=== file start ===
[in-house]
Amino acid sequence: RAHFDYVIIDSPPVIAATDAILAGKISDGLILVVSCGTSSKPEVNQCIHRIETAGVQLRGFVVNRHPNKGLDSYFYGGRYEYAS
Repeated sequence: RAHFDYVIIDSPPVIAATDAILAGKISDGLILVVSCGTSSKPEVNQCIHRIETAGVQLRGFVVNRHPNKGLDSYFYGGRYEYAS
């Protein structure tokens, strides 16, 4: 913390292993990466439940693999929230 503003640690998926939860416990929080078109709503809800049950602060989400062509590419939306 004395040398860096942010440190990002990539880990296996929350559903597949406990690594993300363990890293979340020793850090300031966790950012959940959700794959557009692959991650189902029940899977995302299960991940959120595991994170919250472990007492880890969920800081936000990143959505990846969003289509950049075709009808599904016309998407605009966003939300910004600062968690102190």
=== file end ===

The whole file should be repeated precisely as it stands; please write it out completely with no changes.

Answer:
[in-house]
Amino acid sequence: RAHFDYVIIDSPPVIAATDAILAGKISDGLILVVSCGTSSKPEVNQCIHRIETAGVQLRGFVVNRHPNKGLDSYFYGGRYEYAS
Repeated sequence: RAHFDYVIIDSPPVIAATDAILAGKISDGLILVVSCGTSSKPEVNQCIHRIETAGVQLRGFVVNRHPNKGLDSYFYGGRYEYAS
């Protein structure tokens, strides 16, 4: 913390292993990466439940693999929230 503003640690998926939860416990929080078109709503809800049950602060989400062509590419939306 004395040398860096942010440190990002990539880990296996929350559903597949406990690594993300363990890293979340020793850090300031966790950012959940959700794959557009692959991650189902029940899977995302299960991940959120595991994170919250472990007492880890969920800081936000990143959505990846969003289509950049075709009808599904016309998407605009966003939300910004600062968690102190």